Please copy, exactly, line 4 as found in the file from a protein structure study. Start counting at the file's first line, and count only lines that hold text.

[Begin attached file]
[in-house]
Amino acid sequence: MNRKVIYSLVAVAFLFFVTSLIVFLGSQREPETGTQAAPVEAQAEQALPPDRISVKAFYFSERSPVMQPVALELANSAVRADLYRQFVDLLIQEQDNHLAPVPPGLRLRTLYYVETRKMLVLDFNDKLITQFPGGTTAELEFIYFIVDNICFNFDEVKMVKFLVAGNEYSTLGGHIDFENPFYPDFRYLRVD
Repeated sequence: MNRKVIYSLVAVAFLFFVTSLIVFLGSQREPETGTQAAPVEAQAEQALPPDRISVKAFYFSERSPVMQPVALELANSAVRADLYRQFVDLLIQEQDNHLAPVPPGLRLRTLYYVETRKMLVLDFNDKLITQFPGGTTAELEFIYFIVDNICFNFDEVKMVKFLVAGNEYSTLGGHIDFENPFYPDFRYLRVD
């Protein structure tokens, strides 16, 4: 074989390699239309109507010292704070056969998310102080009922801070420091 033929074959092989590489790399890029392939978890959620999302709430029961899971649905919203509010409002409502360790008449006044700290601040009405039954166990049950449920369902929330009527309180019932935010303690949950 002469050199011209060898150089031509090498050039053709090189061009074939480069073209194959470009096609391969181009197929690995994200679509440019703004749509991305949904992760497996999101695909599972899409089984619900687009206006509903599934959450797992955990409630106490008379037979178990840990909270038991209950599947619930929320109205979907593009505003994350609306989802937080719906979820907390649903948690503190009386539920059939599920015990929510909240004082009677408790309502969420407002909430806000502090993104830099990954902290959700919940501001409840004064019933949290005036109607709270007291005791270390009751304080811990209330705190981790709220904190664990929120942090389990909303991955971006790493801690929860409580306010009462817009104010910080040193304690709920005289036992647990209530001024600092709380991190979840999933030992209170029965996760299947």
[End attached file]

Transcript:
């Protein structure tokens, strides 16, 4: 074989390699239309109507010292704070056969998310102080009922801070420091 033929074959092989590489790399890029392939978890959620999302709430029961899971649905919203509010409002409502360790008449006044700290601040009405039954166990049950449920369902929330009527309180019932935010303690949950 002469050199011209060898150089031509090498050039053709090189061009074939480069073209194959470009096609391969181009197929690995994200679509440019703004749509991305949904992760497996999101695909599972899409089984619900687009206006509903599934959450797992955990409630106490008379037979178990840990909270038991209950599947619930929320109205979907593009505003994350609306989802937080719906979820907390649903948690503190009386539920059939599920015990929510909240004082009677408790309502969420407002909430806000502090993104830099990954902290959700919940501001409840004064019933949290005036109607709270007291005791270390009751304080811990209330705190981790709220904190664990929120942090389990909303991955971006790493801690929860409580306010009462817009104010910080040193304690709920005289036992647990209530001024600092709380991190979840999933030992209170029965996760299947």